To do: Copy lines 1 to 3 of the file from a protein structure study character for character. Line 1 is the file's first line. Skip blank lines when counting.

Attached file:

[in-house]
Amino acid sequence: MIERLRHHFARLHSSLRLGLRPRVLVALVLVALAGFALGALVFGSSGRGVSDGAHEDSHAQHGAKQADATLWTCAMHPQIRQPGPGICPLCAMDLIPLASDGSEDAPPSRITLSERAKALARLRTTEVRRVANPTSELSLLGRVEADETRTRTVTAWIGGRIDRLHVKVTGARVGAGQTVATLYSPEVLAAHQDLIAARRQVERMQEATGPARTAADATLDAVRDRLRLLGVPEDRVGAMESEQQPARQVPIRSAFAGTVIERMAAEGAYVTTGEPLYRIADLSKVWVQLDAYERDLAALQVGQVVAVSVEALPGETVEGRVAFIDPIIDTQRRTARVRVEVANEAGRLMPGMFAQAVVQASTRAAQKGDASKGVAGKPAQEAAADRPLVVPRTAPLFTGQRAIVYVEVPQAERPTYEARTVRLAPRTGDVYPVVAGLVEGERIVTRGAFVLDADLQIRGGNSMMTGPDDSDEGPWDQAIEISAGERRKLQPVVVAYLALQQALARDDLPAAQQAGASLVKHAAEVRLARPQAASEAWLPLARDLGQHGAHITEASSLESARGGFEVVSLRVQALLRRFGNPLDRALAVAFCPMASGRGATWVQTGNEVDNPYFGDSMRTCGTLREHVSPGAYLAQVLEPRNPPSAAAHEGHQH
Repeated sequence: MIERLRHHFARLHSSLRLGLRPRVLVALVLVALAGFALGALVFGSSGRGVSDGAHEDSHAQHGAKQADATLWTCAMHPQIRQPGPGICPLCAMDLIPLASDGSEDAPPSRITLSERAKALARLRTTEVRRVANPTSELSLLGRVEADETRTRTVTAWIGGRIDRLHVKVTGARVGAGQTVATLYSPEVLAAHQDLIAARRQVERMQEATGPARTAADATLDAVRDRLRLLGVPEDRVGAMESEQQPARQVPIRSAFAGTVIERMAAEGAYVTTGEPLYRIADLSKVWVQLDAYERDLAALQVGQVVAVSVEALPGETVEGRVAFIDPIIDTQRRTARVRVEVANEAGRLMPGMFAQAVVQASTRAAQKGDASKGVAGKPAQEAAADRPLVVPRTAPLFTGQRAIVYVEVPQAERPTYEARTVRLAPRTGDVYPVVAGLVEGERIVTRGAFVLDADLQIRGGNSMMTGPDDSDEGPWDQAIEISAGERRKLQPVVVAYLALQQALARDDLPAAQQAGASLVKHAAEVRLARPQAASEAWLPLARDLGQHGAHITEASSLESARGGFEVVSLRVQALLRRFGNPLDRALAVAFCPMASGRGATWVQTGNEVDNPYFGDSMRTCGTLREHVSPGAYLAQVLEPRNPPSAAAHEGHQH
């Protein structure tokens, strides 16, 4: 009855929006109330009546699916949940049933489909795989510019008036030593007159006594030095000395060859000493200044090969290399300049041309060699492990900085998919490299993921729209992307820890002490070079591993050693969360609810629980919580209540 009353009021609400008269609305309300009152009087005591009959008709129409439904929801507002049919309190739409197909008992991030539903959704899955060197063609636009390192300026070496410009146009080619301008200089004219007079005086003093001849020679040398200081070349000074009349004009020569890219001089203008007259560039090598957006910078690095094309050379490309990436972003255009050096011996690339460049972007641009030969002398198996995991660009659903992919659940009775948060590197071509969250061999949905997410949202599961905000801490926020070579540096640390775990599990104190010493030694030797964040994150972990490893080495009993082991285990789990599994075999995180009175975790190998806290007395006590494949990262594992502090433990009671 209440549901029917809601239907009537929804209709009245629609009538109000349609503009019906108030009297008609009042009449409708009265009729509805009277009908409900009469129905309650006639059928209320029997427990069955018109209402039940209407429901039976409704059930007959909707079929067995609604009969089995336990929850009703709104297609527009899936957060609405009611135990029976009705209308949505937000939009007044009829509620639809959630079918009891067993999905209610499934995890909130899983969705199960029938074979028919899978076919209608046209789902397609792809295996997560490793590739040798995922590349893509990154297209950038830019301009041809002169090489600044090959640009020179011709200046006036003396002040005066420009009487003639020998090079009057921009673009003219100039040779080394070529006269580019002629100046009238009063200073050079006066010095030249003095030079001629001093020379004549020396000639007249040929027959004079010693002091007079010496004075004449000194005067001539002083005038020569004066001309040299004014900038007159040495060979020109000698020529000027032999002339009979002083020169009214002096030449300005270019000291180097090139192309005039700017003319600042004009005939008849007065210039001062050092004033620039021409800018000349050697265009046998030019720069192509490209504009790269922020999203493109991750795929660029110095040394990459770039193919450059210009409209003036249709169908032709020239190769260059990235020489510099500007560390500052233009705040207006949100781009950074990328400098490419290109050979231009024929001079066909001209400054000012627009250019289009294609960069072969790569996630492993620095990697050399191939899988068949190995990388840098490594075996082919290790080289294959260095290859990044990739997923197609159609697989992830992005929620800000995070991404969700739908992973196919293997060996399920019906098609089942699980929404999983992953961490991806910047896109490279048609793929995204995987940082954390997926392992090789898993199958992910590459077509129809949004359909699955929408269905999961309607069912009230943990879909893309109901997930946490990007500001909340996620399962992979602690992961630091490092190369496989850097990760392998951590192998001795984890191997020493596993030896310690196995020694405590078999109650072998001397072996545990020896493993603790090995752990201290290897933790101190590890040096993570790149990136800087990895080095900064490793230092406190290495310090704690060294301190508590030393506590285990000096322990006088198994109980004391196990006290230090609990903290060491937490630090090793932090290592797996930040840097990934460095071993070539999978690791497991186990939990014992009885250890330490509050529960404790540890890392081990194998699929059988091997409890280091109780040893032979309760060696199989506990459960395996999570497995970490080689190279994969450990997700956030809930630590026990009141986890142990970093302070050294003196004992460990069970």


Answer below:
[in-house]
Amino acid sequence: MIERLRHHFARLHSSLRLGLRPRVLVALVLVALAGFALGALVFGSSGRGVSDGAHEDSHAQHGAKQADATLWTCAMHPQIRQPGPGICPLCAMDLIPLASDGSEDAPPSRITLSERAKALARLRTTEVRRVANPTSELSLLGRVEADETRTRTVTAWIGGRIDRLHVKVTGARVGAGQTVATLYSPEVLAAHQDLIAARRQVERMQEATGPARTAADATLDAVRDRLRLLGVPEDRVGAMESEQQPARQVPIRSAFAGTVIERMAAEGAYVTTGEPLYRIADLSKVWVQLDAYERDLAALQVGQVVAVSVEALPGETVEGRVAFIDPIIDTQRRTARVRVEVANEAGRLMPGMFAQAVVQASTRAAQKGDASKGVAGKPAQEAAADRPLVVPRTAPLFTGQRAIVYVEVPQAERPTYEARTVRLAPRTGDVYPVVAGLVEGERIVTRGAFVLDADLQIRGGNSMMTGPDDSDEGPWDQAIEISAGERRKLQPVVVAYLALQQALARDDLPAAQQAGASLVKHAAEVRLARPQAASEAWLPLARDLGQHGAHITEASSLESARGGFEVVSLRVQALLRRFGNPLDRALAVAFCPMASGRGATWVQTGNEVDNPYFGDSMRTCGTLREHVSPGAYLAQVLEPRNPPSAAAHEGHQH
Repeated sequence: MIERLRHHFARLHSSLRLGLRPRVLVALVLVALAGFALGALVFGSSGRGVSDGAHEDSHAQHGAKQADATLWTCAMHPQIRQPGPGICPLCAMDLIPLASDGSEDAPPSRITLSERAKALARLRTTEVRRVANPTSELSLLGRVEADETRTRTVTAWIGGRIDRLHVKVTGARVGAGQTVATLYSPEVLAAHQDLIAARRQVERMQEATGPARTAADATLDAVRDRLRLLGVPEDRVGAMESEQQPARQVPIRSAFAGTVIERMAAEGAYVTTGEPLYRIADLSKVWVQLDAYERDLAALQVGQVVAVSVEALPGETVEGRVAFIDPIIDTQRRTARVRVEVANEAGRLMPGMFAQAVVQASTRAAQKGDASKGVAGKPAQEAAADRPLVVPRTAPLFTGQRAIVYVEVPQAERPTYEARTVRLAPRTGDVYPVVAGLVEGERIVTRGAFVLDADLQIRGGNSMMTGPDDSDEGPWDQAIEISAGERRKLQPVVVAYLALQQALARDDLPAAQQAGASLVKHAAEVRLARPQAASEAWLPLARDLGQHGAHITEASSLESARGGFEVVSLRVQALLRRFGNPLDRALAVAFCPMASGRGATWVQTGNEVDNPYFGDSMRTCGTLREHVSPGAYLAQVLEPRNPPSAAAHEGHQH